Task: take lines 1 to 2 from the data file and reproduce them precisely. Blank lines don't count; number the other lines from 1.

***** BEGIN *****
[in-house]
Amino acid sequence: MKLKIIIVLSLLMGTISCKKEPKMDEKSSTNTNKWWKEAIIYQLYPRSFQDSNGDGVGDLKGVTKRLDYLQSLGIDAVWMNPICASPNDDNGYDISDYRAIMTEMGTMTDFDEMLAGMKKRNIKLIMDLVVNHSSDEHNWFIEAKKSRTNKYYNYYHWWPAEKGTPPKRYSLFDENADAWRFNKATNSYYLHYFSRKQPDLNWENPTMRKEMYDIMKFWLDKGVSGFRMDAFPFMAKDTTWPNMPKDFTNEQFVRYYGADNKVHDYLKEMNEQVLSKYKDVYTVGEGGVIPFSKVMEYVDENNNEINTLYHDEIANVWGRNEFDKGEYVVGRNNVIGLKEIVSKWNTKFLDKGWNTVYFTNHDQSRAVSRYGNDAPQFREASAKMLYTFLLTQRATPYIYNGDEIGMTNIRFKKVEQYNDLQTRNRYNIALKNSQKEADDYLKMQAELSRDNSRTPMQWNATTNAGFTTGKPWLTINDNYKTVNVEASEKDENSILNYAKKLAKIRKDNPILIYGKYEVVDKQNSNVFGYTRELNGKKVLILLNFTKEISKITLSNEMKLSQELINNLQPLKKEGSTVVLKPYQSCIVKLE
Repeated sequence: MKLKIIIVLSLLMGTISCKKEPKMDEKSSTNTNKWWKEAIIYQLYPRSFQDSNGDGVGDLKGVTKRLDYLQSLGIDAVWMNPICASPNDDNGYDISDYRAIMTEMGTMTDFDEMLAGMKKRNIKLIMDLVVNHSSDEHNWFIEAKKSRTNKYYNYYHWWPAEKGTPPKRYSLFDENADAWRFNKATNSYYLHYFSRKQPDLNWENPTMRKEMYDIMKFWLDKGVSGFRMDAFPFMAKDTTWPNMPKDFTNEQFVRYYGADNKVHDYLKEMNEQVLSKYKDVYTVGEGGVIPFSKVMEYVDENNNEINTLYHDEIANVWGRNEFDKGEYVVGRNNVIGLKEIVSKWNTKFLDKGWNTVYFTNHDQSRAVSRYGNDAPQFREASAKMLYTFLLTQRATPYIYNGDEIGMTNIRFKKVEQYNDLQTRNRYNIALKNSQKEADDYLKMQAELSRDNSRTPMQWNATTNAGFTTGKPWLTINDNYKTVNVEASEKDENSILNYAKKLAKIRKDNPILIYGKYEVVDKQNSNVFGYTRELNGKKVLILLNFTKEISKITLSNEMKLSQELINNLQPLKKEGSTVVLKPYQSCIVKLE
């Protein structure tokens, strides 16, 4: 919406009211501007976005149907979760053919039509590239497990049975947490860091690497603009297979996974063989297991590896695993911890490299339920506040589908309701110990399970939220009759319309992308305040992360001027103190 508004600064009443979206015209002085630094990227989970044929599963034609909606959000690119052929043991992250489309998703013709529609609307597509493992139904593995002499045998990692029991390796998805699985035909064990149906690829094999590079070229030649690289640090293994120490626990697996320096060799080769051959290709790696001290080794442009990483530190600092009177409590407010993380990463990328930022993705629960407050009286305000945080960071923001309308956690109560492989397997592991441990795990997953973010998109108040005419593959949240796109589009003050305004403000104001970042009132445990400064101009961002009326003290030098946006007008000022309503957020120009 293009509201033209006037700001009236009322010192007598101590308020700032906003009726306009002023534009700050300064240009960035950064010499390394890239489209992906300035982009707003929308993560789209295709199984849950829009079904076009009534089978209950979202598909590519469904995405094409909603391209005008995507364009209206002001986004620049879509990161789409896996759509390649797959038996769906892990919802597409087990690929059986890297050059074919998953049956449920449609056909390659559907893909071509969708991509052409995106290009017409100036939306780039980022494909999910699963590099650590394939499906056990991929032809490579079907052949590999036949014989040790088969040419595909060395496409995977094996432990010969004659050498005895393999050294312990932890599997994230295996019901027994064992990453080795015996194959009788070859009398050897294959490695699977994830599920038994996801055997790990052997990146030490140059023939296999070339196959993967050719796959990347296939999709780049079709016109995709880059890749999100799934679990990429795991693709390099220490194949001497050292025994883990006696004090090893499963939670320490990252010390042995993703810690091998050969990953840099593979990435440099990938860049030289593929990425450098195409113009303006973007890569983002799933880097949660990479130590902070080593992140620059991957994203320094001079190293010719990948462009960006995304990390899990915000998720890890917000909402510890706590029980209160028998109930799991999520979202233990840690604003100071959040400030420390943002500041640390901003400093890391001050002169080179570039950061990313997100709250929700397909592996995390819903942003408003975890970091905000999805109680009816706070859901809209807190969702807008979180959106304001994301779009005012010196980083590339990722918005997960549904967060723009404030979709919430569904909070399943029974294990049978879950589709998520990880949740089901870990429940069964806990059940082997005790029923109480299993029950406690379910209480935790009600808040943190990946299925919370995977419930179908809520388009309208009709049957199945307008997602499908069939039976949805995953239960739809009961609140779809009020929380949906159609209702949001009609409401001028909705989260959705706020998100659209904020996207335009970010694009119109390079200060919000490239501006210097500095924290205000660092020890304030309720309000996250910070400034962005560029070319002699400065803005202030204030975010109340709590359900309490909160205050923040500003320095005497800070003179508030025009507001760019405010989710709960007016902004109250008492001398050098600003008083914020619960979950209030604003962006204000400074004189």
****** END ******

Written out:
[in-house]
Amino acid sequence: MKLKIIIVLSLLMGTISCKKEPKMDEKSSTNTNKWWKEAIIYQLYPRSFQDSNGDGVGDLKGVTKRLDYLQSLGIDAVWMNPICASPNDDNGYDISDYRAIMTEMGTMTDFDEMLAGMKKRNIKLIMDLVVNHSSDEHNWFIEAKKSRTNKYYNYYHWWPAEKGTPPKRYSLFDENADAWRFNKATNSYYLHYFSRKQPDLNWENPTMRKEMYDIMKFWLDKGVSGFRMDAFPFMAKDTTWPNMPKDFTNEQFVRYYGADNKVHDYLKEMNEQVLSKYKDVYTVGEGGVIPFSKVMEYVDENNNEINTLYHDEIANVWGRNEFDKGEYVVGRNNVIGLKEIVSKWNTKFLDKGWNTVYFTNHDQSRAVSRYGNDAPQFREASAKMLYTFLLTQRATPYIYNGDEIGMTNIRFKKVEQYNDLQTRNRYNIALKNSQKEADDYLKMQAELSRDNSRTPMQWNATTNAGFTTGKPWLTINDNYKTVNVEASEKDENSILNYAKKLAKIRKDNPILIYGKYEVVDKQNSNVFGYTRELNGKKVLILLNFTKEISKITLSNEMKLSQELINNLQPLKKEGSTVVLKPYQSCIVKLE